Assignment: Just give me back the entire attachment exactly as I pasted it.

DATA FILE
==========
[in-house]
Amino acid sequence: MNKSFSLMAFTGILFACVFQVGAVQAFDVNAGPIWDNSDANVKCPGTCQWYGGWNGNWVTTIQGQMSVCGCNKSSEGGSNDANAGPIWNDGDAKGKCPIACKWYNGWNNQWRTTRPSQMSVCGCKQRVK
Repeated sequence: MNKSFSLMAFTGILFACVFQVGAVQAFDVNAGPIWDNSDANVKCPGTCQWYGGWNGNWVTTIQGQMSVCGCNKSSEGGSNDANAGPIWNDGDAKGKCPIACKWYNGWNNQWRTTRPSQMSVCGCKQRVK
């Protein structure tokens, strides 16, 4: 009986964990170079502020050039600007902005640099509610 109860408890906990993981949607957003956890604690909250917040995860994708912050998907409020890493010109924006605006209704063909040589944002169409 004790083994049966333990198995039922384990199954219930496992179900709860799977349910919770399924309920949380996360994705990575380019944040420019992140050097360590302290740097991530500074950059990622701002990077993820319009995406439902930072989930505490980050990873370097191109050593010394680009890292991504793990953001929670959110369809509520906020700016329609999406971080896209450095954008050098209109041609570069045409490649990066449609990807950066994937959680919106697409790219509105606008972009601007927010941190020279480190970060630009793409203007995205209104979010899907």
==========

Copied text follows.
[in-house]
Amino acid sequence: MNKSFSLMAFTGILFACVFQVGAVQAFDVNAGPIWDNSDANVKCPGTCQWYGGWNGNWVTTIQGQMSVCGCNKSSEGGSNDANAGPIWNDGDAKGKCPIACKWYNGWNNQWRTTRPSQMSVCGCKQRVK
Repeated sequence: MNKSFSLMAFTGILFACVFQVGAVQAFDVNAGPIWDNSDANVKCPGTCQWYGGWNGNWVTTIQGQMSVCGCNKSSEGGSNDANAGPIWNDGDAKGKCPIACKWYNGWNNQWRTTRPSQMSVCGCKQRVK
């Protein structure tokens, strides 16, 4: 009986964990170079502020050039600007902005640099509610 109860408890906990993981949607957003956890604690909250917040995860994708912050998907409020890493010109924006605006209704063909040589944002169409 004790083994049966333990198995039922384990199954219930496992179900709860799977349910919770399924309920949380996360994705990575380019944040420019992140050097360590302290740097991530500074950059990622701002990077993820319009995406439902930072989930505490980050990873370097191109050593010394680009890292991504793990953001929670959110369809509520906020700016329609999406971080896209450095954008050098209109041609570069045409490649990066449609990807950066994937959680919106697409790219509105606008972009601007927010941190020279480190970060630009793409203007995205209104979010899907």